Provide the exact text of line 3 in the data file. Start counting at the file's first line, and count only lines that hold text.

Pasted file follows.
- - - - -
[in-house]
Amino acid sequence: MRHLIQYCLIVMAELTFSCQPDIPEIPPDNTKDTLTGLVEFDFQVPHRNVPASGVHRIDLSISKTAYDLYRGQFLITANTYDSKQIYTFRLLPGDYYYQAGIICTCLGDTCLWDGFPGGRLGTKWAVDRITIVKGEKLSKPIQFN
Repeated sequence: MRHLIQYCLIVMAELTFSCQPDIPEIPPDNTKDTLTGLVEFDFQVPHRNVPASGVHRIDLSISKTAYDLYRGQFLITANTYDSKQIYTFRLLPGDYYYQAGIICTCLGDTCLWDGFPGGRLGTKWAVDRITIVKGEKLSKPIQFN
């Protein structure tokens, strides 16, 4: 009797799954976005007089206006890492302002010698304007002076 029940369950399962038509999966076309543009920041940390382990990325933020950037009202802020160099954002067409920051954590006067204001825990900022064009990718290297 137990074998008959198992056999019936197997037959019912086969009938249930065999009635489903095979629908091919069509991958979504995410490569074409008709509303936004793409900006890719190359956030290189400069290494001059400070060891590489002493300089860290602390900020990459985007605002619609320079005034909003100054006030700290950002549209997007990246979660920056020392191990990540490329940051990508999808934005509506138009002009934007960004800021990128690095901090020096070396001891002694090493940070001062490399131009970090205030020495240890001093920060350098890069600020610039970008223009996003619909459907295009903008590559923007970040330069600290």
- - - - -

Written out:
Repeated sequence: MRHLIQYCLIVMAELTFSCQPDIPEIPPDNTKDTLTGLVEFDFQVPHRNVPASGVHRIDLSISKTAYDLYRGQFLITANTYDSKQIYTFRLLPGDYYYQAGIICTCLGDTCLWDGFPGGRLGTKWAVDRITIVKGEKLSKPIQFN